Hale Kilo I’a is a unique twist on Hawaiian and modern architecture. Hale Kilo I’a is a collaborative project between H1 Construction & Fujita+Netski Architecture (together called H1+FN Design Collaborative). Playing with the idea of dual structures & the use of a creative wall, this project creates a private oasis right in the heart of Kailua. These humble structures work at creating a unique tension that is meant to always excite guests with shape, form, & color.
This tiny studio cabin is submitted by Dr. Rodney Pygoya Chang – share yours!
This cute studio was just completed (July 2015). It’s designed to be both an art studio as well as guest room detached from the existing residence.
Hopefully the bright colors will stimulate the occupant’s creative juices. The main house has about 2500 sq feet under roof whereas the studio offers just 144 sq. ft. of interior space with an 8’x12′ covered deck. It overlooks the natural rain forest up here at Volcano on the Big Island of Hawaii in the U.S. state of Hawaii. The owner actually resides in Honolulu on the main island of Oahu.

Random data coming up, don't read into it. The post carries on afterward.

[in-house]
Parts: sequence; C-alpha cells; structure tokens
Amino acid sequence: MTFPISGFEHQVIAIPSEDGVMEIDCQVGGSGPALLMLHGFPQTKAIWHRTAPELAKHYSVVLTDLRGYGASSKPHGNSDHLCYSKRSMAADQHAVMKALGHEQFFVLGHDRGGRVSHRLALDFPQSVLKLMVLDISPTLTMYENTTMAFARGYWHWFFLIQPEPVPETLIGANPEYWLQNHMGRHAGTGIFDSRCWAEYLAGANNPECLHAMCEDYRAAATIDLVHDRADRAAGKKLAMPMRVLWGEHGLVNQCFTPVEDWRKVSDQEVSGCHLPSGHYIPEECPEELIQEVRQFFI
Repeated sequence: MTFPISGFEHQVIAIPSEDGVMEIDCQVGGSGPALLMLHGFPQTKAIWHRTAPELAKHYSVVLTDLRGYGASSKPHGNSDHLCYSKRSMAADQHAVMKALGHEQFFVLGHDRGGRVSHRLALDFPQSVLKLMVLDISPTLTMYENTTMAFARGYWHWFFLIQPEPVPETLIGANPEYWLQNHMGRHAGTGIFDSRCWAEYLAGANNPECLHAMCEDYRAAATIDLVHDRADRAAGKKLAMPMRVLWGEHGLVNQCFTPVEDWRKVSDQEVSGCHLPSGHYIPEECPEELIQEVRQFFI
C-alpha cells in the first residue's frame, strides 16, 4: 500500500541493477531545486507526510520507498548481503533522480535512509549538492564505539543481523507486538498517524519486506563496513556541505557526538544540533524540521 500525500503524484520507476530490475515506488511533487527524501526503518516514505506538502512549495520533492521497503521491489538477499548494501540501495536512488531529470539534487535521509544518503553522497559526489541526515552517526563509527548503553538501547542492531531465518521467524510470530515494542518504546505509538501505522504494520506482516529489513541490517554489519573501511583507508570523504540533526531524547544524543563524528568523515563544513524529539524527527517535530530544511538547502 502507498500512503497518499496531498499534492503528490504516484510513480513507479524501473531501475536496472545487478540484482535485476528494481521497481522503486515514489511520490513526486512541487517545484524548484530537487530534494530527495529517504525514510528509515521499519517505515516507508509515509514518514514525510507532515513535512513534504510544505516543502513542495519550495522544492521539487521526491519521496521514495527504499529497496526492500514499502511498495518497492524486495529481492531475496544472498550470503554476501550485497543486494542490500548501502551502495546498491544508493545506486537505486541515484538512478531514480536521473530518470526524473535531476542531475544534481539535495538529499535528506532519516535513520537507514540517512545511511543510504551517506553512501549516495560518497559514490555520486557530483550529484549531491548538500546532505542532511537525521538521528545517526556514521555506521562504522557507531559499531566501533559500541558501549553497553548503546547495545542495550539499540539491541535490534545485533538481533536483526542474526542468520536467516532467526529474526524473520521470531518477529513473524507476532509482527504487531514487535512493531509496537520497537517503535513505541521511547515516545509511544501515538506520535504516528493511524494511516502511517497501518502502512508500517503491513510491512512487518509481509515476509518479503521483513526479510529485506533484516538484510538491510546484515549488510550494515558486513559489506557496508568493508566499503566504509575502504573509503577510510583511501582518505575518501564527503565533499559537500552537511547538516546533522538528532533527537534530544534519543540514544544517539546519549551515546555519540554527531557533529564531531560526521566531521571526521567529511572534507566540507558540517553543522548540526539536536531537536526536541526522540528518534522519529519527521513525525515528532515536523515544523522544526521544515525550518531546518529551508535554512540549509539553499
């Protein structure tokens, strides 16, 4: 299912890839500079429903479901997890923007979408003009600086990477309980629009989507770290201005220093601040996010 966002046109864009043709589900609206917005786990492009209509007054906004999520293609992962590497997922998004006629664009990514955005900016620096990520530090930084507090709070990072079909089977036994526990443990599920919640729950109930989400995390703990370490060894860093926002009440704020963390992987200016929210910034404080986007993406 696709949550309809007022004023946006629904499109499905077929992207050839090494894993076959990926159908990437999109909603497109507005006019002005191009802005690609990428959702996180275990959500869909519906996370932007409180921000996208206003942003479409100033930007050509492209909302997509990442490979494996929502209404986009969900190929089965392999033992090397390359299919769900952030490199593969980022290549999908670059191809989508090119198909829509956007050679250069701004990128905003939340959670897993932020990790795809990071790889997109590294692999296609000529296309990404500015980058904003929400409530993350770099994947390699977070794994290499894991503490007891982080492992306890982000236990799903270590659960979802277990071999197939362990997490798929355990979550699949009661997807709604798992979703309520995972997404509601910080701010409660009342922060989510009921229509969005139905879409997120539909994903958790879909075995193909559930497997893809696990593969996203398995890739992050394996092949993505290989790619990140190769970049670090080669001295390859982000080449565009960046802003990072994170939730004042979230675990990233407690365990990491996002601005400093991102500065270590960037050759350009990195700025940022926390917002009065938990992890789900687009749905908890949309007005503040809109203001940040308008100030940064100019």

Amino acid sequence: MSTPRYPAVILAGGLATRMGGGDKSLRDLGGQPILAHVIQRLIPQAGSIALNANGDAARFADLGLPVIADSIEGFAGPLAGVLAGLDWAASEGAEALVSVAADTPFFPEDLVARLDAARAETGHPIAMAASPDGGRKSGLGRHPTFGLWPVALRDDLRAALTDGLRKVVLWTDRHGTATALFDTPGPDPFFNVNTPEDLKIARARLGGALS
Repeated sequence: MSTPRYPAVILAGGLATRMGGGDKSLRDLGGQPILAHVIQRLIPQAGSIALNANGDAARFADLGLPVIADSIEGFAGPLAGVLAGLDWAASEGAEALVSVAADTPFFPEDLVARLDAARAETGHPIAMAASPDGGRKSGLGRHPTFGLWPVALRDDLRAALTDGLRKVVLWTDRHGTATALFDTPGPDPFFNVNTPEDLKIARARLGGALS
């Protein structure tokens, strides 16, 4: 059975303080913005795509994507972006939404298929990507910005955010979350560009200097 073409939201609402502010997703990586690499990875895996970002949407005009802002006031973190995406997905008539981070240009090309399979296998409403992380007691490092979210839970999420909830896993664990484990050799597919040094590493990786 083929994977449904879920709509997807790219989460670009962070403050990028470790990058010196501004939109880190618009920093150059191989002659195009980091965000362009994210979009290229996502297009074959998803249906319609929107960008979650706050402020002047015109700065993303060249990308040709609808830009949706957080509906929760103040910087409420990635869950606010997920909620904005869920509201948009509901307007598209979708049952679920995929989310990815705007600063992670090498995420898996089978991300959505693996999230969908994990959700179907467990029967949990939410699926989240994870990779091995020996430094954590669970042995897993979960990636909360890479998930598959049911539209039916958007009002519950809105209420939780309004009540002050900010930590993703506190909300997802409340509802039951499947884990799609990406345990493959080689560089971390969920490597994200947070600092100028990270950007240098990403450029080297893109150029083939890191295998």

The playful bungalow serves as a relaxing alternative to crowded urban living and the hustle and bustle of Honolulu, recently ranked 3rd for the worst traffic in a major American city. Volcano Village itself is nestled in a rain forest that is perched on the slope, close to the top, of active Kilauea Volcano. A devastating eruption is predicted to happen every 500 years. It’s being about 500 years since the last lava spill… So, considering the impending risk, small with its cost containment is good!
Originally Kristie Wolfe built her own 97 sq. ft. tiny house on wheels in Idaho for only $5k. It was an experiment to live tiny for a year. Only she decided to continue living tiny. So after a few years went by she decided to buy a plot of land in Hawaii, sight unseen, for $8k. This is where she would build her second tiny home. Eventually she built the 230 sq. ft. treehouse cabin of her dreams (and you’re about to see it below) for $11k with the help of her mom.
The cabin is 15′ x 15′, it’s up on stilts, and is completely off the grid. She even relies on rain to collect her water. And you should see how her toilet works to save water! She also uses rooftop solar panels for power and uses propane to heat her water. I encourage you to learn more by enjoying the guided video tour of the treehouse cabin below with Kristie Wolfe.
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